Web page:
Just $15.20 can buy another dinner entrée that’s been on the menu from the beginning by popular demand: Gemelli pasta with asparagus, spiced pecans and gorgonzola cheese, along with crisp capers, sage and six-year-aged balsamic drizzle.

Meanwhile, the standout staple among salads, “The Martha,” is $13.60, rather than $17—and it has synergy with the theme of smart, savvy, strong, determined women (think Peck and Clinton): “The Martha” features layered beets, avocado, peas, cucumber and greens, with  horseradish chive cream. (Such is Peck’s talent that non-beet-eaters will be wowed and converted by “The Martha’s” will.)

Another signature winter warmer, the “original” lobster soup with lobster chunks, will be just $7.20 for a cup, and $8.80 for a bowl during the promotion.

“My cooking,” Peck says at the top of the Good News website, “It is what it is … handcrafted, seasonal, [as] local & organic as possible, definitely natural, love-inspired, pure & truthful, genuine & sophisticated.”

That sounds like a persuasive culinary campaign platform, and Peck wins because it’s all true and always has been, which is why Good News Café is brimming with business every day it’s open, and why it attracts a healthy combination of area residents and the most discerning folks in the land when they’re looking for a great meal—folks like actress Nicole Kidman and, yes, the Clintons.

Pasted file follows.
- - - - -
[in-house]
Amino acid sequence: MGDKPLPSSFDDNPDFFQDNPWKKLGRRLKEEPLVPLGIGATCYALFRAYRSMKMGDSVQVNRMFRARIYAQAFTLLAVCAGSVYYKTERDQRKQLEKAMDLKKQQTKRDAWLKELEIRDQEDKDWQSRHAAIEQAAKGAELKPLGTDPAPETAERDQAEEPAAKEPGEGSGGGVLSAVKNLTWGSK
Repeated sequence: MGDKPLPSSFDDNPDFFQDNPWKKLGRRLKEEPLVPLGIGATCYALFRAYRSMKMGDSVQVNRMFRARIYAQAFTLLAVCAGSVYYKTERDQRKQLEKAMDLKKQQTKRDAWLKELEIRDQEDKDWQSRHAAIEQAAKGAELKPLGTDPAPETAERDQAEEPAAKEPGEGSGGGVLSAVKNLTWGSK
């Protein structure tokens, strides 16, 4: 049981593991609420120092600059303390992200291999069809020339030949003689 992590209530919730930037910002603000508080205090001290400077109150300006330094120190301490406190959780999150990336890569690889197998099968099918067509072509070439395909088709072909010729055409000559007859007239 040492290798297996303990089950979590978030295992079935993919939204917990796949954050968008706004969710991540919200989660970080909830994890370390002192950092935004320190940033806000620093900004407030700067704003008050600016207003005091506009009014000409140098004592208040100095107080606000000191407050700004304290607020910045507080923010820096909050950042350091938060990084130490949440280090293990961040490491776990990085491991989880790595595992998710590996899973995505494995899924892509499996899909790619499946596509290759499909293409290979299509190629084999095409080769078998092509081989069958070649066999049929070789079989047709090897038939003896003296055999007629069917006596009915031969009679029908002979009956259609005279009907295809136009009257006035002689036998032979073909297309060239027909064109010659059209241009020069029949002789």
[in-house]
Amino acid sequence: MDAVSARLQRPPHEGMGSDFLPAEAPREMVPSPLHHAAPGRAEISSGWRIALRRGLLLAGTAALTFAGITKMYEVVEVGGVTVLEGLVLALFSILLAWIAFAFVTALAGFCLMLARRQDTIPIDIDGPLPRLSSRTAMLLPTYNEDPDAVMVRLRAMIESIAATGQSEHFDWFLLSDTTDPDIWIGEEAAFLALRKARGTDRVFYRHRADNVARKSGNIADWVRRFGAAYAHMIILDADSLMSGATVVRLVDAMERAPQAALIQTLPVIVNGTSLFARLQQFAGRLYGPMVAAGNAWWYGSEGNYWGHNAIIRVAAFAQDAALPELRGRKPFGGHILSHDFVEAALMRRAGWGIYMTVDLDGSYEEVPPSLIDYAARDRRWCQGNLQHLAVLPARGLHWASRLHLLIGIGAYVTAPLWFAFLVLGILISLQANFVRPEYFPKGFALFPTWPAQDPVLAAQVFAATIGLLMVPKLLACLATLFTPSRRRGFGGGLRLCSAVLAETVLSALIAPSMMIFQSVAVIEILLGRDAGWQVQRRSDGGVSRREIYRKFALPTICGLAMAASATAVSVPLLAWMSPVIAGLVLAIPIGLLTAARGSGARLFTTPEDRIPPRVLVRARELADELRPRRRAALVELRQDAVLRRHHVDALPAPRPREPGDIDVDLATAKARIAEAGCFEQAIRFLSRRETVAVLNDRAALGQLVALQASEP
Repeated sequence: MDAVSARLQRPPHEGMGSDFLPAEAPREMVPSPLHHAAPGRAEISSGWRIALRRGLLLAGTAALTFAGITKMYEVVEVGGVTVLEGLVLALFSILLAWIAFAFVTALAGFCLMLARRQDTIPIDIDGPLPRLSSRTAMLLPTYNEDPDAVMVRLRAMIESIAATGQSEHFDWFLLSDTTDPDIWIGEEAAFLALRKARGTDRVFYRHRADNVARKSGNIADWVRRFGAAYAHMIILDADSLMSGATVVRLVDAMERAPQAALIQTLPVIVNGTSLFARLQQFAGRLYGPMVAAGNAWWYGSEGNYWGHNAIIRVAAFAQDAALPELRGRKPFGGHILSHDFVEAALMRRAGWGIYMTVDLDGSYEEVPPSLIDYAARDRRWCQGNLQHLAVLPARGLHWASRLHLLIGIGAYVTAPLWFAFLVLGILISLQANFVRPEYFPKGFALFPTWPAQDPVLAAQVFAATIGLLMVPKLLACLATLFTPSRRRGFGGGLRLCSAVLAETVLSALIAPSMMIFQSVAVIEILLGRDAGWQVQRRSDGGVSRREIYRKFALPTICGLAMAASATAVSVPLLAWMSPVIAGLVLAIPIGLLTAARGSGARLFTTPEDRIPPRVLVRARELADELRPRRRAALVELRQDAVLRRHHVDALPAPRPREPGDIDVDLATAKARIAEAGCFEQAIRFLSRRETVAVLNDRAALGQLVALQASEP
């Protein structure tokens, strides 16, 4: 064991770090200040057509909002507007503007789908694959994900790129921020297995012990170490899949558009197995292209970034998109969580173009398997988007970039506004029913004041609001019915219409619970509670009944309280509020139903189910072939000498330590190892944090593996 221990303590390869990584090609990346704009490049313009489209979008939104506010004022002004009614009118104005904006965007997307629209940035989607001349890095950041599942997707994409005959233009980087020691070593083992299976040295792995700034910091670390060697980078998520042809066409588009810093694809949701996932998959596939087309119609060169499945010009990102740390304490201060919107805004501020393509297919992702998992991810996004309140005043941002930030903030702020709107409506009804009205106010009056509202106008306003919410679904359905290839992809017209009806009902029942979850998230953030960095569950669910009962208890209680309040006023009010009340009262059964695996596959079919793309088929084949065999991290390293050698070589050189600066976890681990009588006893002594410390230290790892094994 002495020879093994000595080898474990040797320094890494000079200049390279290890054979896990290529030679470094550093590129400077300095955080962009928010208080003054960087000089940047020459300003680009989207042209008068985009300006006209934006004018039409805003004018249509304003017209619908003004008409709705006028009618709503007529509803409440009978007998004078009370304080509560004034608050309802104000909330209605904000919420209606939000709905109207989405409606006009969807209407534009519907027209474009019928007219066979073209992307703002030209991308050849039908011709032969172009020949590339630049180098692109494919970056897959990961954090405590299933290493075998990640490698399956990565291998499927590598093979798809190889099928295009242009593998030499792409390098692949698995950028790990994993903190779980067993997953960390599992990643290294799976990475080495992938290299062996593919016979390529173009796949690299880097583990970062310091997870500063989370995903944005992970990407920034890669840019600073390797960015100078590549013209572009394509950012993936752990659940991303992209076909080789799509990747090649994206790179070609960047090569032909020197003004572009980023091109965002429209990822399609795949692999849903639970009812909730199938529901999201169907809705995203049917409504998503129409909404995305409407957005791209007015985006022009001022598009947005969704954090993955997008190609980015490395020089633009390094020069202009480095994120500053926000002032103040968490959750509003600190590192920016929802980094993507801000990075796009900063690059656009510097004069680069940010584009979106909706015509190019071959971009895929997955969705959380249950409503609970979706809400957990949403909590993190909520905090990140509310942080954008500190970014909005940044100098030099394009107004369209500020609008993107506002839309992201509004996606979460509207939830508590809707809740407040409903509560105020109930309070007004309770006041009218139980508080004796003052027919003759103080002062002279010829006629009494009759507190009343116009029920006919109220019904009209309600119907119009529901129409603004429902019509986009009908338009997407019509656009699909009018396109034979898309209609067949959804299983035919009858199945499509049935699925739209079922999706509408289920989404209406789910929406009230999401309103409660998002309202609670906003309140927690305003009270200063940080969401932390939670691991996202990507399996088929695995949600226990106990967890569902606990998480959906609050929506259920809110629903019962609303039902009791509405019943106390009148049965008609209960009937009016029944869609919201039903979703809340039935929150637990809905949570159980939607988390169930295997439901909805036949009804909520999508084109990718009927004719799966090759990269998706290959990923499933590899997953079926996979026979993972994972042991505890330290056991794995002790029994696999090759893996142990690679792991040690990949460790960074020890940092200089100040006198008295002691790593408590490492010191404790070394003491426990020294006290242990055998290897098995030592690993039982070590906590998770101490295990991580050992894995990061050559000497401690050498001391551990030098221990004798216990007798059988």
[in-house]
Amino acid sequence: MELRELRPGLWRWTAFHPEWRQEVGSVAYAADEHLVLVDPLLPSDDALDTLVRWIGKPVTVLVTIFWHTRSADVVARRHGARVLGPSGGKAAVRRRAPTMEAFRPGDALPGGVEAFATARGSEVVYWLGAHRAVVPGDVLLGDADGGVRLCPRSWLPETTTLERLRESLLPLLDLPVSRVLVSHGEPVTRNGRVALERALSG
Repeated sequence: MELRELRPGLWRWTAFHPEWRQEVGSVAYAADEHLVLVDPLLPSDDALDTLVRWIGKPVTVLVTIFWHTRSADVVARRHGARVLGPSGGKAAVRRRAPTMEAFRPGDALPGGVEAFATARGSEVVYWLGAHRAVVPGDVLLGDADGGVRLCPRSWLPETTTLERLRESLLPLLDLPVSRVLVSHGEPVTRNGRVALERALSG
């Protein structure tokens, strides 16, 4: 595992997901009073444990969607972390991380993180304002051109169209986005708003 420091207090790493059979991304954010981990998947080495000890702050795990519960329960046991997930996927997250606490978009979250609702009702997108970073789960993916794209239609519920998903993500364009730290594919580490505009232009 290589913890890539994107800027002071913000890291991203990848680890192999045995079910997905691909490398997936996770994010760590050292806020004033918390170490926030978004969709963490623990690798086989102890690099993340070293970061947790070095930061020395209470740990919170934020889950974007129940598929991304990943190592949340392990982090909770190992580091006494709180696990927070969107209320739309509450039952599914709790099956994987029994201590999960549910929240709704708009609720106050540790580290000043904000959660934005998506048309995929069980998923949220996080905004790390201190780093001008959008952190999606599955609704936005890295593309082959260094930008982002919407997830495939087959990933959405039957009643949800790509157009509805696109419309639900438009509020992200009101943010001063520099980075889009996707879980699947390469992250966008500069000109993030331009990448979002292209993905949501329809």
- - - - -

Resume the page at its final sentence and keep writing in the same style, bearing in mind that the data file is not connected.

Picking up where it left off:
Former President Bill Clinton  and his wife, who was Secretary of State at the time, spent her 65th birthday weekend in Litchfield County in 2012, with their daughter, Chelsea Clinton, and her husband, Marc Mezvinsky, and for their Saturday lunch they chose Good News—completely unannounced.


“Well I said to them, ‘I assume you came to Good News because I’m one of the few Democrats in Woodbury,’” Peck quipped at the time.

Hillary Clinton and Chelsea had chicken and salad plates, Mazvinsky had a lamb dish and the former president, a vegan, ordered the black bean burrito without dairy.

This week, you can have the same burrito as the president, served with rice, red pepper, cheese, tomato, “Pico de Gallo,” avocado and sour cream, for less than $15.